It is at that moment that I embrace my inner bitch; my power reserved for such occasions. Up to this point in my training, I know she is there to be called out when needed. Lord knows I’ve had to call to her many times in medical school so far. “Bitch Robyn, please be with me”, because I just want to crawl under a table and die right now. I blurt out, “I am going to speak with the dean about this.” I hear a soft collective gasp and sense a stirring and low murmuring around me, like “did she just say that?”. Students shift in their chairs with the awkward moment. Everyone is holding their breath, waiting for what he is going to say. In a softer, but authoritarian tone, he says, “I’m sorry young lady” (like he’s John Wayne, or something), but you’re just going to have to do that. Good luck.”

As I gather my things to walk out, I look around, scanning for a sympathetic face. Instead, my classmates are looking at their feet, or textbook. “They probably wish there was a big icky skin lesion on that ginormous screen to stare at and not have this awkward moment”, I think. Painful silence. I am still holding back tears and my face is flushing. The pit has gone from my stomach to my feet and feels like it keeps on going beyond the floor below me. “It is going to swallow me up”, but I keep it together as I walk out. I am trying to see my way out through tears that are precariously close to spilling out from the deep wells for such tears in my eyes. “Is anyone going to say anything? Do they all think this is ok?” I give one last glance and the faces are blank. “Am I crazy?” I ask myself as I stand up straight, square my shoulders, put my chest out a bit, sling my backpack onto my shoulder, and walk out of the class in that painful silence.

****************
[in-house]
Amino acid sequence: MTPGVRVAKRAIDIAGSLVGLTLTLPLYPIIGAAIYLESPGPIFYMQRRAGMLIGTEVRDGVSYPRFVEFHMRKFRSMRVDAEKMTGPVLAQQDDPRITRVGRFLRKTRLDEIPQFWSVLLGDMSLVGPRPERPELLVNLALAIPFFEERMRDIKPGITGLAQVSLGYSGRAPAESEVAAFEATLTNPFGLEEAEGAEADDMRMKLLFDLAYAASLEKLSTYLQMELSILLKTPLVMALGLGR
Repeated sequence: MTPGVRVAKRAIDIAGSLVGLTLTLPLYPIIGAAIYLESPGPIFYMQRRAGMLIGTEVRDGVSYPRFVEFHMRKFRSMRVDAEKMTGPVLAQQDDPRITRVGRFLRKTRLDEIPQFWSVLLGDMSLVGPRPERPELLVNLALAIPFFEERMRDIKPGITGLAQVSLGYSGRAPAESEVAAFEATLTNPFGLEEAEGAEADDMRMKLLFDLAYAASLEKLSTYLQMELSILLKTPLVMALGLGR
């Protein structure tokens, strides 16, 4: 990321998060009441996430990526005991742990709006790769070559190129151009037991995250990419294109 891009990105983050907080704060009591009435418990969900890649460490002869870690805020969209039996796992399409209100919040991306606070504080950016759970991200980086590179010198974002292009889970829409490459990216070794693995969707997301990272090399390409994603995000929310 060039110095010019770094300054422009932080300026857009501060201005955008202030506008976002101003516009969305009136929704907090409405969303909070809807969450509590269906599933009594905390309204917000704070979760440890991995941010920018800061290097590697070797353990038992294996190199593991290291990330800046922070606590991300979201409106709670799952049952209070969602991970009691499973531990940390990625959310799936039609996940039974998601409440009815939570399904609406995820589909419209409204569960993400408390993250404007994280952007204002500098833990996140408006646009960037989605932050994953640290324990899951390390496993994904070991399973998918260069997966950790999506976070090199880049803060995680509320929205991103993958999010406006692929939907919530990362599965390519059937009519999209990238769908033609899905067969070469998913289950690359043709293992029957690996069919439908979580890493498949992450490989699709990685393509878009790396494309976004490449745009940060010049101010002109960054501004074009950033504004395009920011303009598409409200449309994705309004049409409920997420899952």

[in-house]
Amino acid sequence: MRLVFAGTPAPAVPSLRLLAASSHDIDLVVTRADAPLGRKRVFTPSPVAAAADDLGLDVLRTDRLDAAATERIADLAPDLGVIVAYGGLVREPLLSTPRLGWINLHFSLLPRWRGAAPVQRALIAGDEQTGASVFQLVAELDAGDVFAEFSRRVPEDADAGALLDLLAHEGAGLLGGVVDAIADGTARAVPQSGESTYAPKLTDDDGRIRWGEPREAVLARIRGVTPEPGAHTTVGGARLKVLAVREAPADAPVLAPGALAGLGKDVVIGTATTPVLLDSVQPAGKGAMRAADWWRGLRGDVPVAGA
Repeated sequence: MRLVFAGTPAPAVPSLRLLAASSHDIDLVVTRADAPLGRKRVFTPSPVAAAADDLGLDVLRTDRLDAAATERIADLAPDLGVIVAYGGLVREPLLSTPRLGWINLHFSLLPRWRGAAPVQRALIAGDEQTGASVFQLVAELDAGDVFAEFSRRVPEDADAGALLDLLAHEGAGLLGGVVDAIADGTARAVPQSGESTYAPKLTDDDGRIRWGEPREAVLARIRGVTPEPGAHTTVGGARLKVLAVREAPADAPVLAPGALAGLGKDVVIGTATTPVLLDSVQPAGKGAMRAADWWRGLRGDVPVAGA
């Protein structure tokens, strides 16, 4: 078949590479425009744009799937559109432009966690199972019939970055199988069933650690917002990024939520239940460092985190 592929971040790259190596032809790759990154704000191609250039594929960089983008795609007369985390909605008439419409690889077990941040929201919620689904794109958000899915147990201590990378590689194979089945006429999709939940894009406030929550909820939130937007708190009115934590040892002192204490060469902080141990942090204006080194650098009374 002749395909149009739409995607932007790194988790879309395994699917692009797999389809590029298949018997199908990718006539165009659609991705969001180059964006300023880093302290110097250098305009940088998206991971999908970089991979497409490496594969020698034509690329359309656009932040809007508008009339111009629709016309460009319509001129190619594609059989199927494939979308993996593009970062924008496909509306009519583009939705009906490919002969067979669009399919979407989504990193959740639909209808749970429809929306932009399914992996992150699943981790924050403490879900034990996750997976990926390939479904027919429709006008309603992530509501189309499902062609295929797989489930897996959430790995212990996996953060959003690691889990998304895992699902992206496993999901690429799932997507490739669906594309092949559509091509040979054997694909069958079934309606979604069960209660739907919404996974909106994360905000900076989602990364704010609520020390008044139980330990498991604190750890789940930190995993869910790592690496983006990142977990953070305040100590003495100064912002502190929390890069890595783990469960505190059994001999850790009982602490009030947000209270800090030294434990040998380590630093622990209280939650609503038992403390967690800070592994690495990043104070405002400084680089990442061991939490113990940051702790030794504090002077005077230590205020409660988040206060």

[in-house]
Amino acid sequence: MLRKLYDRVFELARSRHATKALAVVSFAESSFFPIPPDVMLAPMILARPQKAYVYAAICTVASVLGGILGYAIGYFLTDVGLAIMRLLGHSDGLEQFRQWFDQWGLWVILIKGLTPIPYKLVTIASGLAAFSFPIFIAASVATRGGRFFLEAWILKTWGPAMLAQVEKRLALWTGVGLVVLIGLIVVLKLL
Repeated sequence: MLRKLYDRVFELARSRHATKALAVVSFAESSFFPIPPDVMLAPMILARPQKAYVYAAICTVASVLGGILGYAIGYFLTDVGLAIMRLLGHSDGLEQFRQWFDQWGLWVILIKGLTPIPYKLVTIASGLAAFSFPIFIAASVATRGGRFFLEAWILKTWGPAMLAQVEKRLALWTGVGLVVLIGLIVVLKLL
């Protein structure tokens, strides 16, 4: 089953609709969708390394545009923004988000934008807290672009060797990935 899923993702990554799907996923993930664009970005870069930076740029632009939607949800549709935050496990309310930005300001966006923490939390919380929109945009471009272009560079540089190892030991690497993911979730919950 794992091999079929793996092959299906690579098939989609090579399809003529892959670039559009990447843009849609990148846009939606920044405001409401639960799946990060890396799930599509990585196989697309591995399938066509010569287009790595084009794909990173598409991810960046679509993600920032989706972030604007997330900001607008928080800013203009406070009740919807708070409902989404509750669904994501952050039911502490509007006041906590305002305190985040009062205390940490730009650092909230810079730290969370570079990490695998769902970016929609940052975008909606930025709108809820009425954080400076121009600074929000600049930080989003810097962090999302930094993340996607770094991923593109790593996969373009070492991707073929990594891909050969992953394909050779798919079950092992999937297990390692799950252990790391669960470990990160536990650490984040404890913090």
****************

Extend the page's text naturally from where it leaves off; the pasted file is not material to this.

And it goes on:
The silence is the worst part of this memory.

Thank you, congresswoman, for speaking up.

Thank you, women in medicine, for social media posts of yourselves in bikinis as a quick and powerful response to misogynists in medicine that thought “unprofessionalism” and stalking women physicians on social media on behalf of pseudoscience was a good idea. I bet they were surprised at the reaction! 

We’re speaking up! Will they listen?